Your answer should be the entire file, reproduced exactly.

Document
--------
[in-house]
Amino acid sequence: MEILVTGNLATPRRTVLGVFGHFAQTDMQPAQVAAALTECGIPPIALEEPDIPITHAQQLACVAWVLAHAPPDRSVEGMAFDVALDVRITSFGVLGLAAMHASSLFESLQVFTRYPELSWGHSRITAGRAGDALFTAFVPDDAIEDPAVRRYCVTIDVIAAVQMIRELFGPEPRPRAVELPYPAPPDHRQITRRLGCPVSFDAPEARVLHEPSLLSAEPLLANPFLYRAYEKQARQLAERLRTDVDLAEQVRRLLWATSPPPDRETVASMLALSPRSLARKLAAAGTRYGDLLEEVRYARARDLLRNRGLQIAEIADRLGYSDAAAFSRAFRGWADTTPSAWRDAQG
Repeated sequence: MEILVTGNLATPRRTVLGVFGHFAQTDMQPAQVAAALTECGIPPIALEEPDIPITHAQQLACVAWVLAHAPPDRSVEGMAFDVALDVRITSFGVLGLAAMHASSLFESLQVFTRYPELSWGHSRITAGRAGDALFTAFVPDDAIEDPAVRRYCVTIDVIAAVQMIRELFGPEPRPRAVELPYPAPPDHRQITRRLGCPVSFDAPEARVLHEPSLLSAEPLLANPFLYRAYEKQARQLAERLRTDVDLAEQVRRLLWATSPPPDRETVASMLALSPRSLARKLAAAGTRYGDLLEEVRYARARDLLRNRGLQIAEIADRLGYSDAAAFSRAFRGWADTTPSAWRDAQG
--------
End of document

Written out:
[in-house]
Amino acid sequence: MEILVTGNLATPRRTVLGVFGHFAQTDMQPAQVAAALTECGIPPIALEEPDIPITHAQQLACVAWVLAHAPPDRSVEGMAFDVALDVRITSFGVLGLAAMHASSLFESLQVFTRYPELSWGHSRITAGRAGDALFTAFVPDDAIEDPAVRRYCVTIDVIAAVQMIRELFGPEPRPRAVELPYPAPPDHRQITRRLGCPVSFDAPEARVLHEPSLLSAEPLLANPFLYRAYEKQARQLAERLRTDVDLAEQVRRLLWATSPPPDRETVASMLALSPRSLARKLAAAGTRYGDLLEEVRYARARDLLRNRGLQIAEIADRLGYSDAAAFSRAFRGWADTTPSAWRDAQG
Repeated sequence: MEILVTGNLATPRRTVLGVFGHFAQTDMQPAQVAAALTECGIPPIALEEPDIPITHAQQLACVAWVLAHAPPDRSVEGMAFDVALDVRITSFGVLGLAAMHASSLFESLQVFTRYPELSWGHSRITAGRAGDALFTAFVPDDAIEDPAVRRYCVTIDVIAAVQMIRELFGPEPRPRAVELPYPAPPDHRQITRRLGCPVSFDAPEARVLHEPSLLSAEPLLANPFLYRAYEKQARQLAERLRTDVDLAEQVRRLLWATSPPPDRETVASMLALSPRSLARKLAAAGTRYGDLLEEVRYARARDLLRNRGLQIAEIADRLGYSDAAAFSRAFRGWADTTPSAWRDAQG